Bad news for income trusts

There's very little good news around the future of income trusts, says Merryn Somerset Webb.

Bad news. Last week we wrote about the dismal performance of Temple Bar, one of the constituents of our model investment trust portfolio. We also said that we weren’t dropping it (for now). Yes, the trust went into this crisis very well positioned for a surge in value stocks – but extremely badly positioned for a pandemic that favoured the business models of seemingly overpriced growth stocks. And yes, it is still down 46% in the last three months – double that of the average equity income trust. However, we have long had great respect for Temple Bar’s manager Alastair Mundy’s well-established contrarian approach (which is why we chose the trust in the first place) and we felt we should wait to see how the next few months went before abandoning his process.

Sadly as with everything these days, events have moved faster than expected. Mundy has now stood down on health grounds and Temple Bar’s board is wondering what to do next. So that, I am afraid, is that. We will take it out of the portfolio. Possible replacements are Troy Growth & Income (but Personal Assets, which we also hold, has the same management company, which might be style overkill for us); Aurora Investment Trust (which takes a contrarian value approach a little like Mundy’s – and is down 35% in three months); Dunedin Income Growth, or perhaps (to give us more of a global income) JP Morgan Global Growth & Income. Otherwise I wonder if it is time to add a Japanese fund to the mix – particularly given that we are replacing what was an income generator and Japanese dividends seem safer than most. Opinions on this are welcome – send your thoughts to below and we will decide over the next week.

The best investment you can make today

In this week's magazine, Matthew Lynn has some thoughts on the future of income trusts as well (none of them good, I’m afraid). David Stevenson has been looking at the sector too. If you didn’t buy a few weeks ago you may have missed your chance to get great trusts at amazing discounts – but even now, says David, there are a few nice opportunities knocking around if you have cash you feel ready to invest (bearing in mind the thought that the bear market may be far from over ).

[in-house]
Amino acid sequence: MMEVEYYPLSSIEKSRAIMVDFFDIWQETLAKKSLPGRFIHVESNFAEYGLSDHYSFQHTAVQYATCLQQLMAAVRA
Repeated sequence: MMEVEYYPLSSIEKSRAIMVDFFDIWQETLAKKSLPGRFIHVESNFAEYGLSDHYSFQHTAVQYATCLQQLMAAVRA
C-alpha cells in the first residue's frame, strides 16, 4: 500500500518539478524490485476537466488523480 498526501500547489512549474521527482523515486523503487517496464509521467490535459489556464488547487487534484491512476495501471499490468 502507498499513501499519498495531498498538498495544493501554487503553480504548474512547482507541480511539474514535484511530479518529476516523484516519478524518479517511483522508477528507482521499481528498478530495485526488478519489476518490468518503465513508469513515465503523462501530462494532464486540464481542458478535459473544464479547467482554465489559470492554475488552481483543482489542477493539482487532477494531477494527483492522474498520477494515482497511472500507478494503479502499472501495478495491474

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You might think we are better off focusing on a Covid-19 cure than prevention in the short term, but nonetheless the firm that wins the vaccine race will definitely turn out to have been worth holding. Maybe hold shares in some of the main players in the world of vaccines, which Matthew Partridge looks at this week. And Michael Taylor looks at some of the most interesting stocks listed on Aim for brave investors to consider.

Finally a note on the best investment you can make today – start work on getting appointed to the House of Lords. Half a million or so spent on good works of one kind of another plus a good bit of grandstanding about it could get you in (I accept there is risk here – could be more, could be less). Once you’re in, you get a tax-free “allowance” of £48,000 a year, effectively inflation-linked (assuming you turn up 150 days a year – although self-isolating peers are now agitating to get the cash if they appear by video link too). Your capital will be lost of course, but a net 10% a year return? Not bad. I’m only half joking.

Merryn Somerset Webb

Merryn Somerset Webb started her career in Tokyo at public broadcaster NHK before becoming a Japanese equity broker at what was then Warburgs. She went on to work at SBC and UBS without moving from her desk in Kamiyacho (it was the age of mergers).

After five years in Japan she returned to work in the UK at Paribas. This soon became BNP Paribas. Again, no desk move was required. On leaving the City, Merryn helped The Week magazine with its City pages before becoming the launch editor of MoneyWeek in 2000 and taking on columns first in the Sunday Times and then in 2009 in the Financial Times

Twenty years on, MoneyWeek is the best-selling financial magazine in the UK. Merryn was its Editor in Chief until 2022. She is now a senior columnist at Bloomberg and host of the Merryn Talks Money podcast -  but still writes for Moneyweek monthly. 

Merryn is also is a non executive director of two investment trusts – BlackRock Throgmorton, and the Murray Income Investment Trust.